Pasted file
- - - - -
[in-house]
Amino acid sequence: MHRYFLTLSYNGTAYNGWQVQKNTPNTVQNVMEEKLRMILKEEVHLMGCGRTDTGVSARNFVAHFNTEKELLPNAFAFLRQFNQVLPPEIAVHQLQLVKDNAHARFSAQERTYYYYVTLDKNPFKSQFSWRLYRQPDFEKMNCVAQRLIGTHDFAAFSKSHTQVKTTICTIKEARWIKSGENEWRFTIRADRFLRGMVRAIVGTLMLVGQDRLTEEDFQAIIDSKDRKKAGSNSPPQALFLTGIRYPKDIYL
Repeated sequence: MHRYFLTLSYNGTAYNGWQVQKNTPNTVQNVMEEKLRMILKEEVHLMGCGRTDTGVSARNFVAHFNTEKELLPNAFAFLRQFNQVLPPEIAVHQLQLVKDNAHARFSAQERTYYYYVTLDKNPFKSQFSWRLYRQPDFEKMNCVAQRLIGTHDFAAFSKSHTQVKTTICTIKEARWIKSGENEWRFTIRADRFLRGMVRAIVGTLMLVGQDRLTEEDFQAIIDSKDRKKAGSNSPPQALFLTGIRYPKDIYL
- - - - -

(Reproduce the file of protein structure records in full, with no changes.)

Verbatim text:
[in-house]
Amino acid sequence: MHRYFLTLSYNGTAYNGWQVQKNTPNTVQNVMEEKLRMILKEEVHLMGCGRTDTGVSARNFVAHFNTEKELLPNAFAFLRQFNQVLPPEIAVHQLQLVKDNAHARFSAQERTYYYYVTLDKNPFKSQFSWRLYRQPDFEKMNCVAQRLIGTHDFAAFSKSHTQVKTTICTIKEARWIKSGENEWRFTIRADRFLRGMVRAIVGTLMLVGQDRLTEEDFQAIIDSKDRKKAGSNSPPQALFLTGIRYPKDIYL
Repeated sequence: MHRYFLTLSYNGTAYNGWQVQKNTPNTVQNVMEEKLRMILKEEVHLMGCGRTDTGVSARNFVAHFNTEKELLPNAFAFLRQFNQVLPPEIAVHQLQLVKDNAHARFSAQERTYYYYVTLDKNPFKSQFSWRLYRQPDFEKMNCVAQRLIGTHDFAAFSKSHTQVKTTICTIKEARWIKSGENEWRFTIRADRFLRGMVRAIVGTLMLVGQDRLTEEDFQAIIDSKDRKKAGSNSPPQALFLTGIRYPKDIYL